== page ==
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Pathway Discovered That Prevents Buildup Of Alzheimer’s Protein
St. Jude Children’s Research Hospital scientists have discovered a pathway that functions like a car wash to prevent the buildup of a toxic protein associated with Alzheimer’s disease. The report appeared online today in the journal Cell.
The findings in a mouse model of Alzheimer’s offer a possible new approach to treatment of the chronic neurodegenerative disorder, which is the sixth leading cause of death in the U.S. The newly identified pathway also helps regulate inflammation, so the discovery could yield strategies for unleashing the immune response against malignant brain tumors.
Researchers called the pathway LC3-associated endocytosis or LANDO. They found the pathway in microglial cells, the primary immune cells of the brain and central nervous system. However, preliminary evidence suggests LANDO is a fundamental process that functions in cells throughout the body.
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Hidden Consciousness Detectable With EEG Just Days After Brain Injury
Close analysis of EEG data reveals that nearly 1 in 7 brain-injured ICU patients shows evidence of hidden consciousness just days after injury. Patients with such signs are more likely to recover, neurologists at Columbia University and NewYork-Presbyterian have found.
In the study, the researchers used a machine learning technique to analyze standard EEG data collected from 104 unresponsive patients to look for patient-specific brain activity indicating that they could understand instructions to move their hands. If the findings are confirmed in larger studies, the technique could help physicians better predict which patients will likely regain consciousness.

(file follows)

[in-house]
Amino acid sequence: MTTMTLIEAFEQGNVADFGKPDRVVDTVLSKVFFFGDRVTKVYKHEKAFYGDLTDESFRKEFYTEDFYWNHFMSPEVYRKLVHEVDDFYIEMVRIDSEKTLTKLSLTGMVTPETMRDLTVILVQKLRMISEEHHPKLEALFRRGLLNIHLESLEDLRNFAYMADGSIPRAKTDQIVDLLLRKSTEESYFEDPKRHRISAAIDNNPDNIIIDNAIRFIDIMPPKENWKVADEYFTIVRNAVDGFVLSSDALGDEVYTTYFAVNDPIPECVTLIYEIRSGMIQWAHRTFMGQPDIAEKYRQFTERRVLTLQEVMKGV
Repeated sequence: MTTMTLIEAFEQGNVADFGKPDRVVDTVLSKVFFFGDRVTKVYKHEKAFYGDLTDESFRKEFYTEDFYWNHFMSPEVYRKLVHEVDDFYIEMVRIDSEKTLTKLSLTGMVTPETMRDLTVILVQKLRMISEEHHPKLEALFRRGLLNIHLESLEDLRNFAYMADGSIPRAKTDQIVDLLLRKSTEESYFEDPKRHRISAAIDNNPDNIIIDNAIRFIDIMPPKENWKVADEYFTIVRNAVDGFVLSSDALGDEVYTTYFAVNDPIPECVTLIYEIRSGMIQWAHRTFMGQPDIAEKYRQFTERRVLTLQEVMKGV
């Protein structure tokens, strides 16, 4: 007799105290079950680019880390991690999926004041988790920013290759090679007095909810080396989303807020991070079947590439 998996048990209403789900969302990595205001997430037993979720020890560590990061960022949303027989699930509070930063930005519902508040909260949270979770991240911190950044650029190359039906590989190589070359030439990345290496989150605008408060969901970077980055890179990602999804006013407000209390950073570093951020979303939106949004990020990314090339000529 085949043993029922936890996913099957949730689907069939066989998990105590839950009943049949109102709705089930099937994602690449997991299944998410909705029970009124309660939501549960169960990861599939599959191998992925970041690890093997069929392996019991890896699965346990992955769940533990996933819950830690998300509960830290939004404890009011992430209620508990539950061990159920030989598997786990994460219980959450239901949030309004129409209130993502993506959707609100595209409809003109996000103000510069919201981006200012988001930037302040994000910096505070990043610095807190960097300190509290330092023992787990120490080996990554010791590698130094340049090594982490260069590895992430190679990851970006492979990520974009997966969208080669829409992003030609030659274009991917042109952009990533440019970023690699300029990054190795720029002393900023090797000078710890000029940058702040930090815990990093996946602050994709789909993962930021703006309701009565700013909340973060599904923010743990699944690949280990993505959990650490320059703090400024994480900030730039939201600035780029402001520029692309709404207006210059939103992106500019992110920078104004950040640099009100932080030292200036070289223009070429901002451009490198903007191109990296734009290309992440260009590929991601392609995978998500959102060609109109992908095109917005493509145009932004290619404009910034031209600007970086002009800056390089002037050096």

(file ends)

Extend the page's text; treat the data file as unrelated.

“Though our study was small, it suggests that EEG—a tool that’s readily available at the patient’s bedside in the ICU in almost any hospital across the globe—has the potential to completely change how we manage patients with acut
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Understanding How Tics Are Suppressed May Help Some At Risk For Tic Disorders
At least 20% of elementary school-age children develop tics such as excessive blinking, throat clearing or sniffing, but for most of those kids, the tics don’t become a long-term problem. Conventional wisdom has held that most tics go away on their own and that only in rare cases do they become chronic or develop into a disorder such as Tourette syndrome.
However, studying children shortly after tics first appear, researchers at Washington University School of Medicine in St. Louis discovered that tics don’t go away completely; rather, most children simply exhibit tics less when others are watching. Learning how they do that may provide insight to help others at risk for significant tic disorders.
The findings are published online June 26 in the Journal of Child Neurology.
“We found that tics were still present one year after they first appeared but that many of the kids we studied ha
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Artificial Intelligence Could Be ‘Game Changer’ In Detecting, Managing Alzheimer’s Disease
Worldwide, about 44 million people are living with Alzheimer’s disease (AD) or a related form of dementia. Although 82% of seniors in the United States say it’s important to have their thinking or memory checked, only 16% say they receive regular cognitive assessments.
Many traditional memory assessment tools are widely available to health professionals, though deficiencies in screening and detection accuracy and reliability remain prevalent. But even with the increasingly favorable instrument MemTrax, a very simple online memory test using images recognition, the clinical efficacy of this new approach as a memory function screening tool has not been sufficiently demonstrated or validated. In practice, there are numerous integrated and complex factors to consider in interpreting memory evaluation test results, which presents a real challenge for clinicians. All these factors stand as